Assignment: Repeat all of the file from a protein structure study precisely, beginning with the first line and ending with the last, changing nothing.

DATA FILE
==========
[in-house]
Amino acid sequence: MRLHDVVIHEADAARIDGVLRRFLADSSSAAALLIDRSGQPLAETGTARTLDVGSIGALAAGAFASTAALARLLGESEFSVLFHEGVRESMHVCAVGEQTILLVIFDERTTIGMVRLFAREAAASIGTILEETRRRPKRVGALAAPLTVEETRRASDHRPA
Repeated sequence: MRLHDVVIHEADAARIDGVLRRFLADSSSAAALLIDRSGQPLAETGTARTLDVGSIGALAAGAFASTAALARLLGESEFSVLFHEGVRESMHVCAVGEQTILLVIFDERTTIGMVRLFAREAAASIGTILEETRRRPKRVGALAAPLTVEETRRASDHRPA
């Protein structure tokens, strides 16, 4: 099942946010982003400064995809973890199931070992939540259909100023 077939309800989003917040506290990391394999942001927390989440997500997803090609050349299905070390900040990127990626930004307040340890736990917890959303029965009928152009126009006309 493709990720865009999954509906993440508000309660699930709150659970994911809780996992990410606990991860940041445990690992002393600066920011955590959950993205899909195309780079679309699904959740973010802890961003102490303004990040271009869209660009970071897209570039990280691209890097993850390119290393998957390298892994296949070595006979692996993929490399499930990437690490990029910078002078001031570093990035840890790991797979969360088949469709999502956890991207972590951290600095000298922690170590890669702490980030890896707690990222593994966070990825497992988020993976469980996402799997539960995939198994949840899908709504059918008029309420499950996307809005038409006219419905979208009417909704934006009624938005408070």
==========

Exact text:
[in-house]
Amino acid sequence: MRLHDVVIHEADAARIDGVLRRFLADSSSAAALLIDRSGQPLAETGTARTLDVGSIGALAAGAFASTAALARLLGESEFSVLFHEGVRESMHVCAVGEQTILLVIFDERTTIGMVRLFAREAAASIGTILEETRRRPKRVGALAAPLTVEETRRASDHRPA
Repeated sequence: MRLHDVVIHEADAARIDGVLRRFLADSSSAAALLIDRSGQPLAETGTARTLDVGSIGALAAGAFASTAALARLLGESEFSVLFHEGVRESMHVCAVGEQTILLVIFDERTTIGMVRLFAREAAASIGTILEETRRRPKRVGALAAPLTVEETRRASDHRPA
């Protein structure tokens, strides 16, 4: 099942946010982003400064995809973890199931070992939540259909100023 077939309800989003917040506290990391394999942001927390989440997500997803090609050349299905070390900040990127990626930004307040340890736990917890959303029965009928152009126009006309 493709990720865009999954509906993440508000309660699930709150659970994911809780996992990410606990991860940041445990690992002393600066920011955590959950993205899909195309780079679309699904959740973010802890961003102490303004990040271009869209660009970071897209570039990280691209890097993850390119290393998957390298892994296949070595006979692996993929490399499930990437690490990029910078002078001031570093990035840890790991797979969360088949469709999502956890991207972590951290600095000298922690170590890669702490980030890896707690990222593994966070990825497992988020993976469980996402799997539960995939198994949840899908709504059918008029309420499950996307809005038409006219419905979208009417909704934006009624938005408070």